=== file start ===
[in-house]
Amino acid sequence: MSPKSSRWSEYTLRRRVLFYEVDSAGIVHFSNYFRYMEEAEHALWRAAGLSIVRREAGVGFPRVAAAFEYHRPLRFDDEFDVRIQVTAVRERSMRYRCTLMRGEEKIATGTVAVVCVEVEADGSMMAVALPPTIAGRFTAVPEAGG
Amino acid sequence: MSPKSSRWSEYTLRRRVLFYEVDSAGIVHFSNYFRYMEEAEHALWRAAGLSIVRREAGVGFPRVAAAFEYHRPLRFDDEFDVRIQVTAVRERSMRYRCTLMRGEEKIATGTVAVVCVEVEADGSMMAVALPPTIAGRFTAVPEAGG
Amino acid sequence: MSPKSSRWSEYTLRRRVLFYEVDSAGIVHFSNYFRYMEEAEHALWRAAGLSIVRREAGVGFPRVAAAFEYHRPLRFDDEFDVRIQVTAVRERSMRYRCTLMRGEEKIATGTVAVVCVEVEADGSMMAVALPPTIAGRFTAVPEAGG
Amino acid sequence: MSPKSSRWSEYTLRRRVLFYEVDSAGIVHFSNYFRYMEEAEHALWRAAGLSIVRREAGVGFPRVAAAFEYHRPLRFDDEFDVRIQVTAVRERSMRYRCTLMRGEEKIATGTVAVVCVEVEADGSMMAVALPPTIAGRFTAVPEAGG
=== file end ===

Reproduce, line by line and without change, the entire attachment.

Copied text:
[in-house]
Amino acid sequence: MSPKSSRWSEYTLRRRVLFYEVDSAGIVHFSNYFRYMEEAEHALWRAAGLSIVRREAGVGFPRVAAAFEYHRPLRFDDEFDVRIQVTAVRERSMRYRCTLMRGEEKIATGTVAVVCVEVEADGSMMAVALPPTIAGRFTAVPEAGG
Amino acid sequence: MSPKSSRWSEYTLRRRVLFYEVDSAGIVHFSNYFRYMEEAEHALWRAAGLSIVRREAGVGFPRVAAAFEYHRPLRFDDEFDVRIQVTAVRERSMRYRCTLMRGEEKIATGTVAVVCVEVEADGSMMAVALPPTIAGRFTAVPEAGG
Amino acid sequence: MSPKSSRWSEYTLRRRVLFYEVDSAGIVHFSNYFRYMEEAEHALWRAAGLSIVRREAGVGFPRVAAAFEYHRPLRFDDEFDVRIQVTAVRERSMRYRCTLMRGEEKIATGTVAVVCVEVEADGSMMAVALPPTIAGRFTAVPEAGG
Amino acid sequence: MSPKSSRWSEYTLRRRVLFYEVDSAGIVHFSNYFRYMEEAEHALWRAAGLSIVRREAGVGFPRVAAAFEYHRPLRFDDEFDVRIQVTAVRERSMRYRCTLMRGEEKIATGTVAVVCVEVEADGSMMAVALPPTIAGRFTAVPEAGG